Setting Up a 3D Print Server for the Printrbot Simple Metal Using Octopi

By Will Smith

This week, Will tackled setting up a Raspberry Pi-based print server,

Last week, I shared my experiences getting started with the Printrbot Simple Metal. Once I was happy with the quality of my prints I was getting, I wanted to try something a little different. I set up a print server for the printer, which would allow me to control and monitor it remotely, anywhere that I have power and a Wi-Fi network.

OctoPrint provides a web interface for the printer that replaces Repetier. It lets me send gcode to the printer, adjust settings like temperature, zero the axes, heat up the print head, and change filament. It's free, open-source software, to boot. Instead of dedicating a PC or laptop to the print server, I wanted to use a Raspberry Pi. The Raspberry Pi is a $30, credit-card sized PC that uses a SD card for storage and has an Ethernet port and a couple of USB ports. Rather than set up Linux and then configure Octoprint myself, I was able to use a pre-configured version of Linux designed to run on the Raspberry Pi that includes Octoprint called OctoPi. Clever, right?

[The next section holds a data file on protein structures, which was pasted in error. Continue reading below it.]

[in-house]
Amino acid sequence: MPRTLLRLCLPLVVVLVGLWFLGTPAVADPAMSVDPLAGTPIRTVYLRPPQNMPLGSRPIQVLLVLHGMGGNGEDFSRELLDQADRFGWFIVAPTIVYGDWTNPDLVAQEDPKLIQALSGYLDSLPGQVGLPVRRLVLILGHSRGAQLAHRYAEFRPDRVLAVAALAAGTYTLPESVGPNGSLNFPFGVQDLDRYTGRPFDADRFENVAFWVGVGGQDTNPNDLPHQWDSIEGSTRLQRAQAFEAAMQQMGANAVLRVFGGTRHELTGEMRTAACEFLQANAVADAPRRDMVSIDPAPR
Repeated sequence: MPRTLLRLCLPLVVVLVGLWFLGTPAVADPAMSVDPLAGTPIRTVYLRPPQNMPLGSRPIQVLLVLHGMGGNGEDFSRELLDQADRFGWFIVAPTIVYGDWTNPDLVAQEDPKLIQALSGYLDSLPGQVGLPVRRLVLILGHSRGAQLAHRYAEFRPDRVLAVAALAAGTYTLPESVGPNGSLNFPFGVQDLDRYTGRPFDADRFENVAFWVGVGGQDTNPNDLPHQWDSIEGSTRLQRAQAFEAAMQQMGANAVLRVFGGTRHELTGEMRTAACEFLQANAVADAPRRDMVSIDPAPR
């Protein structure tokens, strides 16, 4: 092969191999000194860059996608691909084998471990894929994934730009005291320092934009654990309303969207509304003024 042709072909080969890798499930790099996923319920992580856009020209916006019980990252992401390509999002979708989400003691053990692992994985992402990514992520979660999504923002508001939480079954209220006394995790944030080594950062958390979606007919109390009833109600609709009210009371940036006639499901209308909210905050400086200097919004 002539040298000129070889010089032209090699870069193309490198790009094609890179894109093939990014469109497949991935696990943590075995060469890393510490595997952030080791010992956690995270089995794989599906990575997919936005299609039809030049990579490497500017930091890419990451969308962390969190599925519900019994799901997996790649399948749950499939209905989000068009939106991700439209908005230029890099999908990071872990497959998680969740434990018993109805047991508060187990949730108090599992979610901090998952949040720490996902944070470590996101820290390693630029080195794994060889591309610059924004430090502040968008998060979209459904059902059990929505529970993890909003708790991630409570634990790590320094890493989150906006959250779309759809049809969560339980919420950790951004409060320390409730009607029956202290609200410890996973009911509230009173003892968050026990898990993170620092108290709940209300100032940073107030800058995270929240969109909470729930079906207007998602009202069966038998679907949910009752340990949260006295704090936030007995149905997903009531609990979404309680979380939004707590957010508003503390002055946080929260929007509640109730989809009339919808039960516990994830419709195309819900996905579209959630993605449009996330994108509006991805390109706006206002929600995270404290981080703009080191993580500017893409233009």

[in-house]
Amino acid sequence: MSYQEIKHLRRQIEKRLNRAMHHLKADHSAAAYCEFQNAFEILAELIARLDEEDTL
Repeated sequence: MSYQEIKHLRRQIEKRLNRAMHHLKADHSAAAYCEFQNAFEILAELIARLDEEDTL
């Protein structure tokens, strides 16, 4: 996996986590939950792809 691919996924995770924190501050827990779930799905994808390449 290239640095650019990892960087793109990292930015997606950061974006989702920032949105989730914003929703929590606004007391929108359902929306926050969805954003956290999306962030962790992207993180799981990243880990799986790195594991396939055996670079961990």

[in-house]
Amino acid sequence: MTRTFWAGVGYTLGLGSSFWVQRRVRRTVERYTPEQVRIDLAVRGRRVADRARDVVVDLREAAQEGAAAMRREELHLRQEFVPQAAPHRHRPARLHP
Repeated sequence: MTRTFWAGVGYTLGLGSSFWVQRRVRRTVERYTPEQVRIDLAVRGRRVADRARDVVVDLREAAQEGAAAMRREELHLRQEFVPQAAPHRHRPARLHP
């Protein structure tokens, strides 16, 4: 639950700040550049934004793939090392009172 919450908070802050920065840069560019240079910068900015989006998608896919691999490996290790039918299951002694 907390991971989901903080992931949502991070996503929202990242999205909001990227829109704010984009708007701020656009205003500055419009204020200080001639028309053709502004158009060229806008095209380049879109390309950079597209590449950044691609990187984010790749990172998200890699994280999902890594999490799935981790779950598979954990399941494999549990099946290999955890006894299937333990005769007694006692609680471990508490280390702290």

I also picked up a few accessories for the Raspberry Pi, including a USB Wi-Fi dongle (so my print server will work where I don't have Ethernet), and a Raspberry Pi Camera Module (so I can watch the prints when I'm far away). After looking at the power available from the printer's motherboard and deciding that it probably wouldn't be sufficient to run the Raspberry Pi, I scrounged up an old USB power brick to power the Pi and found an unused SDcard in the same drawer. I already had an older Raspberry Pi revA around, but even if I'd bought a newer Raspberry Pi revB, along with the camera, a longer cable for the camera, and the Wi-Fi dongle, it would have cost less than $70.

While I installed Octoprint on my Mac using instructions from a messageboard, Adafruit has guides for Windows and OS X that use a utility to skip the fiddly command line bits of the process. Once I installed OctoPi on my SD card, plugged the Pi into Ethernet, and plugged the Pi's microUSB cord into a power source, the machine booted and connected to my network. To finish the configuration and enable Wi-Fi, I needed to connect to it using ssh. On a Mac, that meant opening a Terminal window and typing "ssh octopi.local -l pi" and using the password raspberry. On Windows, you'll likely need to install Bonjour Print Services for Windows (or you'll need to use your router's control panel to figure out which IP address the Pi was assigned), and you'll need a SSH client, like PuTTY.

Once you've connected to the Pi using SSH, I ran the initial Raspberry Pi configuration by typing "raspi-config" and selecting the option to enable the camera. If you have a large SD card, you can use the option to Expand Filesystem to fill the available space, but it probably won't be necessary for most people and it will take a while to run.